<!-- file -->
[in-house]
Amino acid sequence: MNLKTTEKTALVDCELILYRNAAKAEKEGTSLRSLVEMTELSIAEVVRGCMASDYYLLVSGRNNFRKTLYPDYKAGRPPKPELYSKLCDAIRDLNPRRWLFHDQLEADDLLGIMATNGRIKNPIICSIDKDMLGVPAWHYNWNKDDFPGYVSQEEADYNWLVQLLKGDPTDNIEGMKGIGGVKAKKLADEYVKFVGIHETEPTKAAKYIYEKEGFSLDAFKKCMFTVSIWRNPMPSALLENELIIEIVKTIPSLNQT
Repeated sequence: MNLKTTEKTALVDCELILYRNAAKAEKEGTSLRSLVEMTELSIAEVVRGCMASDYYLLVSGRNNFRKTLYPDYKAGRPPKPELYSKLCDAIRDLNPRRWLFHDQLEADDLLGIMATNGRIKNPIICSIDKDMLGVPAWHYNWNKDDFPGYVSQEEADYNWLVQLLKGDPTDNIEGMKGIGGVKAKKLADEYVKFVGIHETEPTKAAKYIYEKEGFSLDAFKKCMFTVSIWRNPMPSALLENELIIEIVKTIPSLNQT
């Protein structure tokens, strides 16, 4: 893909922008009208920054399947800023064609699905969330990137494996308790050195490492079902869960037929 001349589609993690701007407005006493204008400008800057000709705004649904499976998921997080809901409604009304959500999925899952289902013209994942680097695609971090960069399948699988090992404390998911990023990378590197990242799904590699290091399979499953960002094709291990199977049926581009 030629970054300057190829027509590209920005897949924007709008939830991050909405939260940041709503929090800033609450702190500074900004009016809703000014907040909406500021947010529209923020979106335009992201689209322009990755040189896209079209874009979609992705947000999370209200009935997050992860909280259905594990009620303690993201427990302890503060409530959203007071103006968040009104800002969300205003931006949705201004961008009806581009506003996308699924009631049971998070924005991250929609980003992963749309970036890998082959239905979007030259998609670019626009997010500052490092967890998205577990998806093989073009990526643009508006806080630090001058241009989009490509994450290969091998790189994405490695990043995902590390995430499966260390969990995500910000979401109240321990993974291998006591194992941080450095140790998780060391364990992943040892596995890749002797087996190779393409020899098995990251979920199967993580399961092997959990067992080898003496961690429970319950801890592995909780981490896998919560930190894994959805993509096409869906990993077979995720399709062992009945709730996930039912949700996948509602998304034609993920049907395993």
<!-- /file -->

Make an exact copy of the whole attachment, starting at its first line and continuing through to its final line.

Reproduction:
[in-house]
Amino acid sequence: MNLKTTEKTALVDCELILYRNAAKAEKEGTSLRSLVEMTELSIAEVVRGCMASDYYLLVSGRNNFRKTLYPDYKAGRPPKPELYSKLCDAIRDLNPRRWLFHDQLEADDLLGIMATNGRIKNPIICSIDKDMLGVPAWHYNWNKDDFPGYVSQEEADYNWLVQLLKGDPTDNIEGMKGIGGVKAKKLADEYVKFVGIHETEPTKAAKYIYEKEGFSLDAFKKCMFTVSIWRNPMPSALLENELIIEIVKTIPSLNQT
Repeated sequence: MNLKTTEKTALVDCELILYRNAAKAEKEGTSLRSLVEMTELSIAEVVRGCMASDYYLLVSGRNNFRKTLYPDYKAGRPPKPELYSKLCDAIRDLNPRRWLFHDQLEADDLLGIMATNGRIKNPIICSIDKDMLGVPAWHYNWNKDDFPGYVSQEEADYNWLVQLLKGDPTDNIEGMKGIGGVKAKKLADEYVKFVGIHETEPTKAAKYIYEKEGFSLDAFKKCMFTVSIWRNPMPSALLENELIIEIVKTIPSLNQT
């Protein structure tokens, strides 16, 4: 893909922008009208920054399947800023064609699905969330990137494996308790050195490492079902869960037929 001349589609993690701007407005006493204008400008800057000709705004649904499976998921997080809901409604009304959500999925899952289902013209994942680097695609971090960069399948699988090992404390998911990023990378590197990242799904590699290091399979499953960002094709291990199977049926581009 030629970054300057190829027509590209920005897949924007709008939830991050909405939260940041709503929090800033609450702190500074900004009016809703000014907040909406500021947010529209923020979106335009992201689209322009990755040189896209079209874009979609992705947000999370209200009935997050992860909280259905594990009620303690993201427990302890503060409530959203007071103006968040009104800002969300205003931006949705201004961008009806581009506003996308699924009631049971998070924005991250929609980003992963749309970036890998082959239905979007030259998609670019626009997010500052490092967890998205577990998806093989073009990526643009508006806080630090001058241009989009490509994450290969091998790189994405490695990043995902590390995430499966260390969990995500910000979401109240321990993974291998006591194992941080450095140790998780060391364990992943040892596995890749002797087996190779393409020899098995990251979920199967993580399961092997959990067992080898003496961690429970319950801890592995909780981490896998919560930190894994959805993509096409869906990993077979995720399709062992009945709730996930039912949700996948509602998304034609993920049907395993």